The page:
James BROOKS; Donald Hamlette; Samuel St. John, Plaintiffs-Appellants, v. Howard R. ARTHUR, Sr., In his individual capacity; Randal Mitchell, Defendants-Appellees.
In 2008, plaintiffs James Brooks, Donald Hamlette, and Samuel St. John, who were correctional officers for Virginia's Department of Corrections (the “Department”), initiated these since-consolidated civil actions in the Western District of Virginia, asserting retaliation claims under 42 U.S.C. § 1983. Their respective complaints named as defendants Howard R. Arthur, Sr., and Randal W. Mitchell-the plaintiffs' supervisors-in their individual capacities. The defendants sought dismissal of the complaints, asserting primarily that the doctrine of res judicata barred the plaintiffs' § 1983 claims because the allegations made therein had been resolved administratively. The district court, deeming the Department and the defendants to have been in privity in the relevant administrative proceedings, ruled that the doctrine of res judicata mandated dismissal of the § 1983 claims. See Brooks v. Arthur, 611 F.Supp.2d 592 (W.D.Va.2009) (the “Opinion”). As explained below, because there was no privity between the Department and the defendants in their individual capacities, we vacate and remand.1
The three plaintiffs were employed as correctional officers at the Rustburg Correctional Unit # 9 in Rustburg, Virginia (the “Unit”).2 At the Unit, plaintiffs Brooks and St. John, both of whom were Senior Corrections Officers, were under the direct supervision of plaintiff Hamlette, a Lieutenant. Hamlette, in turn, was supervised by defendants Arthur, the Superintendant of the Unit, and Mitchell, a Major and Arthur's second-in-command. In April 2006, Hamlette visited the equal employment opportunity (“EEO”) office of the Department and lodged a complaint, alleging that both Arthur and Mitchell had discriminated against him on the basis of race and religion. Brooks and St. John were identified as witnesses who would support Hamlette.
Arthur became aware of Hamlette's EEO complaint in May 2006. The plaintiffs allege that Arthur immediately upbraided Hamlette for violating the chain of command by going to the EEO office instead of coming directly to Arthur. In July 2006, the EEO office requested written responses from Arthur and Mitchell with respect to Hamlette's complaint. The EEO office also sent letters to the witnesses identified in the complaint. Although the witness letters were marked “confidential,” they were placed in open Unit mailboxes where they could be viewed by others. Notably, Arthur's and Mitchell's responses were to be filed by August 31, 2006.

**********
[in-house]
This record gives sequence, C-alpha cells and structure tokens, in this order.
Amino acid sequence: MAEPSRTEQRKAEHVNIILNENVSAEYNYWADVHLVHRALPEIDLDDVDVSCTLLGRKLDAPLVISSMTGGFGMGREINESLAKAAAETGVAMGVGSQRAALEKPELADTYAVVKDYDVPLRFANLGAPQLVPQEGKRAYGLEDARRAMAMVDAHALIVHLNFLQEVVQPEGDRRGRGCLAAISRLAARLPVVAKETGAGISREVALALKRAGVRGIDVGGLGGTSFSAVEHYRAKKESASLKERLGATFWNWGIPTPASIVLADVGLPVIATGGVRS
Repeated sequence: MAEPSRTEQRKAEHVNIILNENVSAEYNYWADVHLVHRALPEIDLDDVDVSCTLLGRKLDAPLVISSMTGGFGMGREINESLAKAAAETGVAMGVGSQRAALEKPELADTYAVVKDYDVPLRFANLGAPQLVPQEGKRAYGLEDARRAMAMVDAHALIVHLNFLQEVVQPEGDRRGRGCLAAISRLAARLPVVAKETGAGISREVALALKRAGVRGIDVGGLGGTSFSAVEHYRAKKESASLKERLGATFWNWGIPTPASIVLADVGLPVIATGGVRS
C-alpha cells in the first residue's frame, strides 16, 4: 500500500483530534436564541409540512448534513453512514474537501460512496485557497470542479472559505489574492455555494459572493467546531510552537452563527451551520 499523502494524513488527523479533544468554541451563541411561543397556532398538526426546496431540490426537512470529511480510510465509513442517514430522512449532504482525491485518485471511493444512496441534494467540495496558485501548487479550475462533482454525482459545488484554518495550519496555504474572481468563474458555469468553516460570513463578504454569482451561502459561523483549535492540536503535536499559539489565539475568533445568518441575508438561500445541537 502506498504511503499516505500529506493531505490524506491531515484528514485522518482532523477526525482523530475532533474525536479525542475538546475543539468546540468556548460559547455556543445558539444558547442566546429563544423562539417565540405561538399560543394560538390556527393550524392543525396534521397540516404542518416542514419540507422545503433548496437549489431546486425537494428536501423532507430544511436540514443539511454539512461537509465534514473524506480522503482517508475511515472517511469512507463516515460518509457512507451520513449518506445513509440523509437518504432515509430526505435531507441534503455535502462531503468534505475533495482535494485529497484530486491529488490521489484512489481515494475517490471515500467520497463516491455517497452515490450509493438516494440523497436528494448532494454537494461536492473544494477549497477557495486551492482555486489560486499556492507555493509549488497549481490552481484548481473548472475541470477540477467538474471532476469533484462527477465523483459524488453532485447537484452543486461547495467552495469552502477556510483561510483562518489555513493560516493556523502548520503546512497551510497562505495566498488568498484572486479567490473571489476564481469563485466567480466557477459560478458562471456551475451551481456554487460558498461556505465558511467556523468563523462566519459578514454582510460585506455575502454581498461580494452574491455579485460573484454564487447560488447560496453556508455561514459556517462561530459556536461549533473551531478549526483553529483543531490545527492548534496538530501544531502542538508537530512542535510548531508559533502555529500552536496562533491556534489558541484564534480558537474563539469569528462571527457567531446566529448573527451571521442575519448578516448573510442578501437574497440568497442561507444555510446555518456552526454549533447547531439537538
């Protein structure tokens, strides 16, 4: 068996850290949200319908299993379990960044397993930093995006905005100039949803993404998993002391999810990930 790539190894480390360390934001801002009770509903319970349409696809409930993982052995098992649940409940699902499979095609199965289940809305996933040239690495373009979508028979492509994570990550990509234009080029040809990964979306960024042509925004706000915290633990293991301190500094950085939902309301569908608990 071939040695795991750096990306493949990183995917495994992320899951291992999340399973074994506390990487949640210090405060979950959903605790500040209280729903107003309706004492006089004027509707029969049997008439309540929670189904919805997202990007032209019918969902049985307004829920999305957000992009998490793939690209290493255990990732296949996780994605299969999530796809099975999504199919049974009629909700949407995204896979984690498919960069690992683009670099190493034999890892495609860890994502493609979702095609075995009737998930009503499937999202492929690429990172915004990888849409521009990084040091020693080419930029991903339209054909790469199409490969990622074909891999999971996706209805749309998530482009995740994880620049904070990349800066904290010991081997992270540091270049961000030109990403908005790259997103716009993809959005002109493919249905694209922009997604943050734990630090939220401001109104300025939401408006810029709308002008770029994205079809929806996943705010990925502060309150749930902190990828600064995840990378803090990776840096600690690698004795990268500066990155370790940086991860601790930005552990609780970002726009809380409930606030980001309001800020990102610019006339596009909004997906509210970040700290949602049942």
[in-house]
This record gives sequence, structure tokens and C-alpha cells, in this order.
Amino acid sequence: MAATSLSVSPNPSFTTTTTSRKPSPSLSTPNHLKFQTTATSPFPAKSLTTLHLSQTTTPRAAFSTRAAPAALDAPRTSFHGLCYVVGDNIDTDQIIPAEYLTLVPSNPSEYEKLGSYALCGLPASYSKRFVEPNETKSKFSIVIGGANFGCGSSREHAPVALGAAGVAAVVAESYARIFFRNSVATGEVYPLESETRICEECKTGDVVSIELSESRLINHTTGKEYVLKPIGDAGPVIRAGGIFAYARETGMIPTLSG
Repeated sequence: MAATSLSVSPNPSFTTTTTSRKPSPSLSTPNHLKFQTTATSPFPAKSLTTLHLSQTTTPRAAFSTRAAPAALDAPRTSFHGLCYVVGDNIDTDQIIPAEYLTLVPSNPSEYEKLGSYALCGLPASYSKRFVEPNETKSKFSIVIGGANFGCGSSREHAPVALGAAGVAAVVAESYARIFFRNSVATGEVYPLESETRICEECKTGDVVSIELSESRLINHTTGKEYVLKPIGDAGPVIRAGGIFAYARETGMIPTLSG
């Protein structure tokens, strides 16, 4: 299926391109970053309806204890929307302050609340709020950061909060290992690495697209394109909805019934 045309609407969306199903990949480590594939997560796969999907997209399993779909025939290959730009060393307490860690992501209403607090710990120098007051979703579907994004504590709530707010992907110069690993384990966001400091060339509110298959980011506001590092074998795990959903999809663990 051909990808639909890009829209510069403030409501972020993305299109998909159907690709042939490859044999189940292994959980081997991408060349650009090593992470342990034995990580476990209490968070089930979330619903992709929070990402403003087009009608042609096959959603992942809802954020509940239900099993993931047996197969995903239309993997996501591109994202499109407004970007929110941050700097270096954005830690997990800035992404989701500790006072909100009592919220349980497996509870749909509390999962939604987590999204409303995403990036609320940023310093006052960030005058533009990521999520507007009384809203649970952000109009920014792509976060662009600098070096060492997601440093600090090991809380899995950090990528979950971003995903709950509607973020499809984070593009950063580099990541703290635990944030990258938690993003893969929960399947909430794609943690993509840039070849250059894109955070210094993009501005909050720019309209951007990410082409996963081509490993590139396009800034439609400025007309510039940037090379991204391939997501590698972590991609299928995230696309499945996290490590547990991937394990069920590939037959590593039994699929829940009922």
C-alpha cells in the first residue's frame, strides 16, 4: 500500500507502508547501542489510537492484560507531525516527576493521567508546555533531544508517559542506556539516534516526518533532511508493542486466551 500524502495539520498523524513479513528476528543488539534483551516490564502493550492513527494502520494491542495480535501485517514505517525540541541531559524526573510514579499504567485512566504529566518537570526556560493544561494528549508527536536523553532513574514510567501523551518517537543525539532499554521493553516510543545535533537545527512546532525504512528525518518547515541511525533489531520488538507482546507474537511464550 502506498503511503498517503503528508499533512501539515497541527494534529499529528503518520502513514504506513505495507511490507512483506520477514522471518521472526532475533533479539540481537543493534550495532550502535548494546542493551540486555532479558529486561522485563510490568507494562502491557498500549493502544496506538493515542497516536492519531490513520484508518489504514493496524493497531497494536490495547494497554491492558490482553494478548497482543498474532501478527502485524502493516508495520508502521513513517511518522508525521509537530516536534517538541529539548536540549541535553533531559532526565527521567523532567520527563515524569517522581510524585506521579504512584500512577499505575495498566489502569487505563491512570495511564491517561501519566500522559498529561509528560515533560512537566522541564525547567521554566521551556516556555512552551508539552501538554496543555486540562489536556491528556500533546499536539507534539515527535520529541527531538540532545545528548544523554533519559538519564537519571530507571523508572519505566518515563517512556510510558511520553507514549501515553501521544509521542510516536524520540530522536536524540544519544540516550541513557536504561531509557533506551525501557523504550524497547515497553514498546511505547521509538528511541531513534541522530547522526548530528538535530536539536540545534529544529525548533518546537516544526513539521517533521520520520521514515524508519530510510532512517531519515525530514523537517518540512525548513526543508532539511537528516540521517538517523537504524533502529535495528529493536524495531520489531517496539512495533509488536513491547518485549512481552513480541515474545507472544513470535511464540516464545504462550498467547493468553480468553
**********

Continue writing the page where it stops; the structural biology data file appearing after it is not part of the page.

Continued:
Before any responses were filed, however, on August 30, 2006, Arthur issued three so-called Group III notices, one each to Brooks, Hamlette, and St. John, terminating their employment with the Department.3 Brooks and Hamlette were discharged effective September 1, 2006, and St. John was terminated effective September 5, 2006. The Group III notices to Brooks and St. John alleged that they each failed to conduct inmate counts and had falsified inmate count sheets. The Group III notice against Hamlette accused him of failing to properly supervise Brooks and St. John and of failing to follow a supervisor's instructions.
In September 2006, in response to what they deemed unfounded Group III notices and pretextual terminations, the plaintiffs each filed grievances with the Department of Employment Dispute Resolution (“EDR”). The EDR grievances alleged that issuance of the Group III notices against the plaintiffs was inconsistent, unfair, and harsh in light of how other behavior by correctional officers had been theretofore dealt with at the Unit, and that the notices were filed in retaliation for Hamlette asserting the EEO complaint and because Brooks and St. John were willing to testify favorably on Hamlette's behalf.4
The administrative hearings on the EDR grievances were conducted before a hearing officer in January 2007. On April 2, 2007, the hearing officer rendered his decision concerning the grievance of Hamlette, setting forth his findings of fact and conclusions of law (the “Hamlette Decision”). The Hamlette Decision found that six instances of misconduct had occurred in the early morning hours of August 30, 2006.
• At 2:20 a.m., Hamlette was at a front gate post where he was unable to observe other officers as he was required to do.
• At 2:33 a.m., Brooks recorded that he had made rounds when he had not.
• At 3:05 a.m., St. John recorded that rounds were made when neither he nor Brooks had done so.
• At 4:05 a.m., St. John once again recorded that rounds were made when neither he nor Brooks had done so.
• Hamlette failed to observe inmates working in the kitchen as he had been previously ordered to do.
• At 4:45 a.m., Brooks and St. John filled out “count sheets”-which list the number of inmates in the facility and are typically completed every hour-without personally verifying the presence of each inmate.
The Hamlette Decision concluded by reducing Hamlette's Group III notice to a Group II notice, and reinstating Hamlette to his position as a correctional officer with an award of back pay. The Hamlette Decision found that Hamlette “has not presented evidence to show similarly situated employees were treated differently from how he was treated.” J.A. 86. In disposing of the retaliation claim, the Hamlette Decision concluded that, although Hamlette “has established that he engaged in protected activity and that he suffered a materially adverse action because of his job loss[,][he] has not established a connection between the protected activity and the adverse action.” Id. at 87. Hamlette did not appeal the Hamlette Decision and thereafter settled his EEO complaint.